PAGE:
A putative CaM-binding segment (27 amino acids long) of myosin light-chain kinase (MLCK), an enzyme activated by CaM, has been identified.94 The interaction between the segment peptide ("M13") and CaM has been studied95 by CD spectroscopy and 1H NMR. From these studies it appears that a unique 1:1 complex is formed, and that secondary and tertiary structural changes occur not only in the peptide M13 but also in both halves of the CaM molecule. Further NMR studies 96,97 of the interaction between CaM and naturally occurring peptides (mellitin and mastoparan) that share some structural features of M13—clusters of basic residues, hydrophobic residues adjacent to the basic residues, and a predicted high \(\alpha\)-helical content—show very much the same results. Based on these results, a model, shown in Figure 3.18, for the interaction between CaM and M13 has been proposed. In this model the central helix is kinked at position81, allowing the two domains to wrap around the assumed \(\alpha\)-helical M13. Preliminary structure calculations of calcium-loaded CaM, based on NMR data, indicate that the central helix in solution indeed is kinked and very flexible,99 and comparisons100 of chemical shifts in calmodulin with and without M13 complexed supports the model in Figure 3.18. Recent structural studies using NMR spectroscopy and x-ray diffraction have essentially confirmed the general features of this model, although the orientation of the peptide is found to be reversed.173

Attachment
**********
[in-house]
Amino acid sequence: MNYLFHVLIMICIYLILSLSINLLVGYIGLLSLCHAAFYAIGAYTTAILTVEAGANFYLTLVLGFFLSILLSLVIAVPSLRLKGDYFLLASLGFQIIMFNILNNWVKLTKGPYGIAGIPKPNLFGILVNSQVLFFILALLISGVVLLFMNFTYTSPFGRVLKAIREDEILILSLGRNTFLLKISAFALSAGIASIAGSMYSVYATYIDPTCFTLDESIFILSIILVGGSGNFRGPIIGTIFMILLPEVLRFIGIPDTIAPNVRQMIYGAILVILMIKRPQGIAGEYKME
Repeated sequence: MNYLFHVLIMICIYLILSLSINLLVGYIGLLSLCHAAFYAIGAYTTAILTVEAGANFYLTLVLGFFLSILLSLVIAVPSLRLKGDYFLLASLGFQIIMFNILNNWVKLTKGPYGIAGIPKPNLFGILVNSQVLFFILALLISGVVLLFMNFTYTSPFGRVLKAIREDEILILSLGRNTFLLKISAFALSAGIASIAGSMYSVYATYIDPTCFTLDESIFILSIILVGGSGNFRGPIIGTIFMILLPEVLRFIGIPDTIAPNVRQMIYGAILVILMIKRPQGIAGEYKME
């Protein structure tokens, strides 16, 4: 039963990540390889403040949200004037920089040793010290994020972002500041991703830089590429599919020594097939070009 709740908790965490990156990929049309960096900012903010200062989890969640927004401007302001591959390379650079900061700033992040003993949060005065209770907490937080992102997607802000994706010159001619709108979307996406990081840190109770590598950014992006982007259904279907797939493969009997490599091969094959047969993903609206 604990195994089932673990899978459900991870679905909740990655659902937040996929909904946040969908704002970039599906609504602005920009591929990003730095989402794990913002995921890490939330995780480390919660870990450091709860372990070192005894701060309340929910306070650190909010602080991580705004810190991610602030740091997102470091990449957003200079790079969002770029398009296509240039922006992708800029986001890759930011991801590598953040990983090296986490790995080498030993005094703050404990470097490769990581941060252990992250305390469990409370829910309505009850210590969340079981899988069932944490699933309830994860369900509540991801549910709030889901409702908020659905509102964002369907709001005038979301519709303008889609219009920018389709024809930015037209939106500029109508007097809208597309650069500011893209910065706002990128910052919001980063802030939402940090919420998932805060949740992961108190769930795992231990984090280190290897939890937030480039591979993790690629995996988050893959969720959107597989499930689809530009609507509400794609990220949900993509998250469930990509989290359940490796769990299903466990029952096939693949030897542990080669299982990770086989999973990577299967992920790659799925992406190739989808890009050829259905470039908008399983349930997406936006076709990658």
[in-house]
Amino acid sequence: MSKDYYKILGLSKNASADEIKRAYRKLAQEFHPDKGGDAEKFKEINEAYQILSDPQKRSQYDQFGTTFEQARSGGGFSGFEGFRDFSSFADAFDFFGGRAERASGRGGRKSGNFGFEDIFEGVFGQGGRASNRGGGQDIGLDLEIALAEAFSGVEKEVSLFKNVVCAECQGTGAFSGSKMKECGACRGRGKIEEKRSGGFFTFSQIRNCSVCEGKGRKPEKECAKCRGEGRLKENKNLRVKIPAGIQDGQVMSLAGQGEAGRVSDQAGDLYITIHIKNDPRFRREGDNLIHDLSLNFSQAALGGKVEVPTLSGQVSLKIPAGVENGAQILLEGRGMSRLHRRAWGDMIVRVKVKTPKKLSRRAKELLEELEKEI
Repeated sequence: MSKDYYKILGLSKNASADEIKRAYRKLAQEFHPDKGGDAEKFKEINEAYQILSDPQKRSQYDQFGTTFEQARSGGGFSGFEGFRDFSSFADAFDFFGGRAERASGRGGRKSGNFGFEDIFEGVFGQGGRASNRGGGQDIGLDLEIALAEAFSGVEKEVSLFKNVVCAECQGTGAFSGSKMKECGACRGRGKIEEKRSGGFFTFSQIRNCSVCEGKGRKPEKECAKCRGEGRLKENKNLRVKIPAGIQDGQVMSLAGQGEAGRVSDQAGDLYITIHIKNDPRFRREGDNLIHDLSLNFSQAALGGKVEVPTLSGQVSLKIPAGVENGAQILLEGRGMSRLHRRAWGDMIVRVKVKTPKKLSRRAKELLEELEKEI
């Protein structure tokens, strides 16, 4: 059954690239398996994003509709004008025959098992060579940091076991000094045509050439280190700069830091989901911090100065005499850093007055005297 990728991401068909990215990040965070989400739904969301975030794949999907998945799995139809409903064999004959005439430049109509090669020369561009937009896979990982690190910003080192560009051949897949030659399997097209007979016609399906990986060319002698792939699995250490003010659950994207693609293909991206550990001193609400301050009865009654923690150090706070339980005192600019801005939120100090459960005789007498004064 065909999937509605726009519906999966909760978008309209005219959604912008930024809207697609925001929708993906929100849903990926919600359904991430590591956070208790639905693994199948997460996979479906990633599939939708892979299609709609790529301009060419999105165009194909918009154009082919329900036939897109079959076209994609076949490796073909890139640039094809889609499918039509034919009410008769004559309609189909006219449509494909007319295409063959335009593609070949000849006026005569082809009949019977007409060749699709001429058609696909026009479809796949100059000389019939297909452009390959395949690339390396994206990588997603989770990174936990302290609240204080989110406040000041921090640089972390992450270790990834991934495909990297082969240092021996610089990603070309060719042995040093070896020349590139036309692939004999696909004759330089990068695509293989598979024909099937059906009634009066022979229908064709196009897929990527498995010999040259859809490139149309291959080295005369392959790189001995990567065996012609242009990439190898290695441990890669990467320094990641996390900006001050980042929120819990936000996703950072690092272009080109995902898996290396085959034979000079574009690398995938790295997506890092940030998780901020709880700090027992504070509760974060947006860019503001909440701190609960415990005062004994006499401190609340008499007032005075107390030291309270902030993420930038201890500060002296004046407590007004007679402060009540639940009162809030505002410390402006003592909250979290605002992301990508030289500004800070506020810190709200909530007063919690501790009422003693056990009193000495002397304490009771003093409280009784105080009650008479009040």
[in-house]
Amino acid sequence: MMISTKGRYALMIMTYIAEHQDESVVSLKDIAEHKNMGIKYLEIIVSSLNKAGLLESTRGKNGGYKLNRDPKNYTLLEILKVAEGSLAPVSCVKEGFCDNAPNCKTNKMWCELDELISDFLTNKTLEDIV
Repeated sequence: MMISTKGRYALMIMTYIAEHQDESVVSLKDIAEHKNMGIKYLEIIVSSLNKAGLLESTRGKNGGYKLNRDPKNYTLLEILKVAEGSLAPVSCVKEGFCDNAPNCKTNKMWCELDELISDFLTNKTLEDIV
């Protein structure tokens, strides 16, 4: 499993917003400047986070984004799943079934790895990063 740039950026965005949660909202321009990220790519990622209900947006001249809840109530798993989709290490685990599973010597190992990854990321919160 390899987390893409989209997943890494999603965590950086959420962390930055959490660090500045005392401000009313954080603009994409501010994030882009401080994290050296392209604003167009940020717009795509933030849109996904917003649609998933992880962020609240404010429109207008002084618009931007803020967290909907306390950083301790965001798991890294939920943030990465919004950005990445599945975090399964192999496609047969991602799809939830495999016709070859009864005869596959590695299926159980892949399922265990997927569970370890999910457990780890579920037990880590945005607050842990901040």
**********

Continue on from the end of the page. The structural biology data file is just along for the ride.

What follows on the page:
Figure kindly provided by R. Kretsinger; see also Reference 98.

    In conclusion, two important features of the protein should be recognized.

    1. The binding of Ca2+ to CaM (and to its complex with the target protein) is quite likely cooperative, meaning that the switch from inactive to active conformation may occur over a much more narrow Ca2+-concentration interval than otherwise.
    2. The effective Ca2+ affinity will be different in the presence of the target proteins. To illustrate this second point, consider the standard free energies in the minimum scheme depicted in Figure 3.19. If the affinity of the Ca2+-calmodulin complex (CaM(Ca)4) for the target protein (P) is greater than that of Ca2+-free calmodulin (CaM)—i.e., |\(\Delta\)GIII| > |\(\Delta\)GII|—it follows that the Ca2+ affinity of the complex between P and CaM (P•CaM) must be higher than in CaM itself. This effect is also found experimentally in model systems.101
    Figure 3.19 - Scheme depicting the standard free energies of different states in a system consisting of Ca2+, calmodulin (CaM), and a target protein (P). P•CaM denotes a complex between calcium-free CaM and P, P•CaM(Ca2+)4 denotes a complex with Ca2+-loaded CaM. If the affinity of the Ca2+-loaded CaM with the target protein P is higher than that of the Ca2+-free form—i.e., |\(\Delta\)GIII| > |\(\Delta\)GII|—it follows that the Ca2+ affinity of the complex p. CaM is higher than that of CaM itself.

    3.4: Calmodulin is shared under a CC BY-NC-SA 4.0 license and was authored, remixed, and/or curated by LibreTexts.

    • Was this article helpful?